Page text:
Arlington lives up to its hype and reputation as the home of sports in the Lone Star state, hosting both the Texas Rangers and Dallas Cowboys of the National Football League. While the Cowboys toss pigskin over at AT&T Stadium, the Rangers receive opponents at Globe Life Park.

As the adage proclaims: “Everything’s bigger in Texas!” And believe us, this includes ballparks. Globe Life Park is capable of hosting over 48,000 fanatics and features a four-story office complex on park grounds, a 12-acre lake, and extra recreational space along the perimeter.

The entrance to the ballpark flaunts a redbrick facade and arches – a nod to the timeless appearance of Ebbets Field. As fans enter the stadium, they immerse themselves in the “Walk of Fame,” which posts roster information of every Texas Rangers team and extends around the entire park.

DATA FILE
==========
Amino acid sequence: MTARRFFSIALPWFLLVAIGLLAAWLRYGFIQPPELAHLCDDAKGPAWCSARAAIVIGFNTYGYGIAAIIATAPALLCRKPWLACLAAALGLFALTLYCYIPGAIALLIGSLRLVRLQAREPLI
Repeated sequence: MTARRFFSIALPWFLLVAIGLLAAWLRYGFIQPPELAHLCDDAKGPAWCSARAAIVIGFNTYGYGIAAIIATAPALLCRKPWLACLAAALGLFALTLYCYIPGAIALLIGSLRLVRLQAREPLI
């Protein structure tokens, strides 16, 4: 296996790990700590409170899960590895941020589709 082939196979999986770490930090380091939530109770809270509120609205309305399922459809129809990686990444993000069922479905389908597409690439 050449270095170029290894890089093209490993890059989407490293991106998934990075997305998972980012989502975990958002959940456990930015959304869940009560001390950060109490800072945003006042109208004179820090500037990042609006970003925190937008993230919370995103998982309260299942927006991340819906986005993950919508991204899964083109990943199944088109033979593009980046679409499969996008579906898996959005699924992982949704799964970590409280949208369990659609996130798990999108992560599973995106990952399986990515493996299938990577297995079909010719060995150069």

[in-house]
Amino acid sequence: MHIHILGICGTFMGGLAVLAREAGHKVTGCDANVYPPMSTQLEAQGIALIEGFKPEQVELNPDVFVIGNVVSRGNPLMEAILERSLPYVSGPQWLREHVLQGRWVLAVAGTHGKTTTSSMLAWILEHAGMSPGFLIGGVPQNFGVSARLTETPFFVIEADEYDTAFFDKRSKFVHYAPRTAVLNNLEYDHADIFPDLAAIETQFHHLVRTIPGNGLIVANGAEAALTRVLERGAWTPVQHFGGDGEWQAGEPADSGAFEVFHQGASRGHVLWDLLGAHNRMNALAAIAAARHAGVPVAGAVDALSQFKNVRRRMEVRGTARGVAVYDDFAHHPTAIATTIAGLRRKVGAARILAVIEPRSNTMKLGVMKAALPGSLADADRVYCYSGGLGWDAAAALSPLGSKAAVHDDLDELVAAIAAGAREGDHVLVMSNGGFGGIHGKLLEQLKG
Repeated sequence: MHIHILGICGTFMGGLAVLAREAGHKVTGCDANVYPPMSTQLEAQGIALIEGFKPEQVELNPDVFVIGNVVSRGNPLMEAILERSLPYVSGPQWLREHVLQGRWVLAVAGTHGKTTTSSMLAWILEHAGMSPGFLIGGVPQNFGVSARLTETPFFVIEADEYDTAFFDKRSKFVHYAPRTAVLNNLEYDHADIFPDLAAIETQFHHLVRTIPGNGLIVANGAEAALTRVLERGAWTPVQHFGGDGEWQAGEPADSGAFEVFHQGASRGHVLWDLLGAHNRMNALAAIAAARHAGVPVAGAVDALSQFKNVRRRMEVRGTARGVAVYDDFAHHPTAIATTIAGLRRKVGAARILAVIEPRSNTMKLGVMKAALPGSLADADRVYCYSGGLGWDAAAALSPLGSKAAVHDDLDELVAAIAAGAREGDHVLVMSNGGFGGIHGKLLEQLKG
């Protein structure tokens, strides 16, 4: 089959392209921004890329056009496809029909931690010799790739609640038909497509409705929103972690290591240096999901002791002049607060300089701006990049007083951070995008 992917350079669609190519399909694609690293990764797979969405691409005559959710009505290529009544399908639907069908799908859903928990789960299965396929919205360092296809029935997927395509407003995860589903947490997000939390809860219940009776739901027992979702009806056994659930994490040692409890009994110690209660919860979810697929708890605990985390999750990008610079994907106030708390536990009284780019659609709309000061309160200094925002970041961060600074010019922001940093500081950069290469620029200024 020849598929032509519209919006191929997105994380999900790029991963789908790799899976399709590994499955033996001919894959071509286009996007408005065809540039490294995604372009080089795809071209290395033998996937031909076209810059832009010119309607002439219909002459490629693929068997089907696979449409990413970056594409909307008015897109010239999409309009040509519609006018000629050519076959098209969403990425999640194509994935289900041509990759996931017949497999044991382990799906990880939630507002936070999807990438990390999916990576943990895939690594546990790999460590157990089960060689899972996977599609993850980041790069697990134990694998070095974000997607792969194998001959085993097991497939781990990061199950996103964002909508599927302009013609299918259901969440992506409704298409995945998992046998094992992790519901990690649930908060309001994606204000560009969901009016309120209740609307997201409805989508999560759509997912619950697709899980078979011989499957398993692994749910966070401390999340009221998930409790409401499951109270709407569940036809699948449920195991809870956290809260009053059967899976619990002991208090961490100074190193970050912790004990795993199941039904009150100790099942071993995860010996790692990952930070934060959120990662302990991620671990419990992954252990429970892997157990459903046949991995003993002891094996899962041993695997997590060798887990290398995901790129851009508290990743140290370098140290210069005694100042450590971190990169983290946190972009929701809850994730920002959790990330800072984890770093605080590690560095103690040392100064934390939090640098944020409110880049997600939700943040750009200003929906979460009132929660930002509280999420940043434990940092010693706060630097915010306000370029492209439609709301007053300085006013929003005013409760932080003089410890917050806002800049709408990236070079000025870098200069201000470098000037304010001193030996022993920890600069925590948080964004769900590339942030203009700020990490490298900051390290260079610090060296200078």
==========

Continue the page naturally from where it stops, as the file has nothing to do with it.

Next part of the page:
Globe Life Park in Arlington, Texas Rangers, Arlington, Texas


Globe Life Park is no stranger to home runs, as the park birthed an impressive 213 homers in the 2016 season. Rougned Odor is responsible for blasting the longest dinger into the bleachers that season – traveling a true distance of 464 feet.

If you’re hoping to snag a home run ball, there are a few home run hot spots in Globe Life where the odds tend to be in your favor. The heat map of Globe Life suggests the right and left field are hubs for home runs – specifically sections 4, 5, 6, 45, 46, and 47. Situating yourself next to the bullpens is also a sound option, but unless you’re a pitcher or a part of the coaching staff, your chances remain slim.